Stateless people are those who do not have a nationality. According to the United Nations Refugee Agency (UNHCR), there are up to 12 million stateless people in the world.
Sometimes the concept of being stateless is confused with refugees. However, many stateless people are not refugees as they have never crossed any international border. While the Universal Declaration of Human Rights affirms that everyone has the right to a nationality and prohibits the arbitrary deprivation of nationality, stateless people exist due to different reasons; gender, ethnic and religious discrimination are among main factors.
Stateless people usually suffer from multiple forms of human rights violations and lack of access to basic rights such as education, employment, healthcare, and political participation.
Statelessness is not uncommon in the Arab world. Palestinians are a prime example as their nationality is not recognized by other countries. Also, those who live in Jerusalem but didn’t apply for Israeli citizenship are without nationality. Bidoon (without nationality) people of Kuwait and other Gulf countries, Sahrawi refugees in Algeria, and the black minority in Mauritania are other examples of stateless people in Arab countries.
National laws that prevent mothers from transferring nationality to their children if the father is not a national is also one of the main reasons for statelessness in different countries, such as Iraq and Oman.
While the issue of statelessness doesn’t get much visibility, some activists have been raising their voices and using social media to highlight it. In Kuwait, online advocacy is an important tool for shedding light on the plight of Bidoon people. Global Voices author Mona Kareem has started Bidoon Rights Blog to document the situation of this community in Kuwait.
نوتات عن البدون في مصر: كنت اليوم في زيارة الى قبيلة العزازمة في شرق سيناء قرب الحدود مع فلسطين مسافة ١٥٠ كيلومتراً من العريش #بدون_مصر
@abdallahelshamy: Notes on statelessness in Egypt: Today I was visiting Azazma tribe in East Sinai near borders with Palestine; 150 km far from Arish.
هذه القبيلة تعيش منذ عشرات السنين هنا دون جنسية مصرية . لا توجد عندهم سوى وحدة صحية دون موظفين و التراب يعلو كل شيئ فيها #بدون_مصر
@abdallahelshamy: This tribe has been living for decades without Egyptian nationality. They only have one health unit with no staff and it is totally covered with dust.
قال لي شيخهم: نريد من الرئيس مرسي الذي سمعنا عنه أنه رجل عادل أن يحل مشكلتنا لكي يستطيع أبنائنا السفر والعمل #بدون_مصر
@abdallahelshamy:The tribe leader told me: We heard that President Morsi is a just man and we demand that he solves our problem so that our sons could travel and work.
Azazma tribe is a nomadic society that is spread out between Negev and Sinai deserts on both sides of the Egyptian and Israeli borders. The tribe members in Sinai number between 3,000 to 5,000 people. After the Israeli occupation of Sinai ended, Azazma tribe members on the Egyptian side expected to obtain the Egyptian nationality, but were only left with “passage documents” with unidentified nationalities.
In a blog post from 2008 entitled Azazma, people of the border or border for the people?, blogger and poet Ashraf AlAnany ponders difficult questions regarding the history of Azazma, their complex relationship with Israel and the perceived lack of loyalty to Egypt which propagates their statelessness. AlAnany wrote:
أعتقد أننا هنا أمام خيارين لا ثالث لهما , أولهما أن يستمر وضع هؤلاء علي الحدود هكذا مرشح علي الدوام كبؤرة توتر ، هم مواطنون “ بدون “، فكيف نطالبهم بالانخراط في هذا البلد ومعاملتهم كأبنائه ، لهم ما لأبنائه من حقوق وعليهم ما علي أبناءه من واجبات ؟؟؟؟؟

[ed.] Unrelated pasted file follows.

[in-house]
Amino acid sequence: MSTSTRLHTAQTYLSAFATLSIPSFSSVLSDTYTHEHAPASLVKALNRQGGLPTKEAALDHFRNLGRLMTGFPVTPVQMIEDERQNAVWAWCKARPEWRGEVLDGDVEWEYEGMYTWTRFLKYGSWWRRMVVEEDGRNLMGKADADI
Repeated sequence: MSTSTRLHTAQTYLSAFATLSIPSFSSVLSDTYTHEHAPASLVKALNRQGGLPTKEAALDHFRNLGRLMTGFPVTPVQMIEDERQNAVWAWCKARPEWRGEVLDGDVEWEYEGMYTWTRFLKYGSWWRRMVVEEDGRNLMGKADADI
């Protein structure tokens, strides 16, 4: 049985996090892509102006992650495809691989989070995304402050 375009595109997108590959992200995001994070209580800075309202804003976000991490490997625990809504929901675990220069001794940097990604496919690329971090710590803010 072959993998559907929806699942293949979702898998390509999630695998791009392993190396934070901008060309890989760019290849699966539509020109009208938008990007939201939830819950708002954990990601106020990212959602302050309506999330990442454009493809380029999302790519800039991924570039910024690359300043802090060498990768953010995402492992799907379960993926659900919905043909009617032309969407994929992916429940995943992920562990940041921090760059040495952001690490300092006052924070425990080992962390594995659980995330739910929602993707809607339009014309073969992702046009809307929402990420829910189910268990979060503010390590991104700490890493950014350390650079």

أما الخيار الثاني الذي أعتقد أن كثيرين سيعارضونه فهو أن تعطي مصر الجنسية لهؤلاء ، وهو خيار سيقول من يعارضه بأن عزازمة 1953 مهجرون تم تهجيرهم من قبل قوات الاحتلال ، وسيقول المغالون : كيف تعطي الجنسية لأبناء قبيلة يشتغل بعضها مع الإسرائيليين كأدلاء وقصاصي أثر في سلاح الحدود ” مشمار قفول ” وكجنود أو ضباط في الكتيبة البدوية ، كيف نضمن ولائهم في وضعية كهذي
I believe we have one of two options; the first is to continue their situation at the border and continuously remain as a tension point. They're without nationality so how do we demand them to be integrated in this country and treat it as its citizens with all the rights and duties.
The second option, which I believe would be opposed by many, is that they become Egyptian nationals. The opponents would say that the Azazam of 1953 were forcefully displaced by occupation forces. Others may take the argument to another level and say “How do we give nationality to a tribe that works with Israelis as guides in the Border Guard Division and as soldiers or officers in the Bedouin Troops, how do we ensure their loyalty?”
Elshamy shared photos from his visit to the tribe:
The Azazma tribe, however, are not the only stateless people in Egypt. Since Palestinians who fled to Egypt and other Arab countries were not granted citizenship and lost their original citizenship, many of them are now stateless. Other than that, small numbers of people of Armenian origin are stateless in Egypt. Children of mixed Ethiopian-Eritrean origins can also be stateless and some of them seek asylum in Egypt.
Until recently, people of the Bahai’ faith were not able to obtain official documents such as birth certificates or national IDs as their faith was not recognized by the state. In 2008, the Administrative Court ruled that Bahai’s could be issued documents without mentioning their religion, deemed as a historic step towards integrating them.
The UNHCR has started a campaign last year to combat statelessness, encouraging countries to sign agreements related to reducing statelessness. Except for Tunisia, Libya and Algeria, Arab countries did not sign these conventions.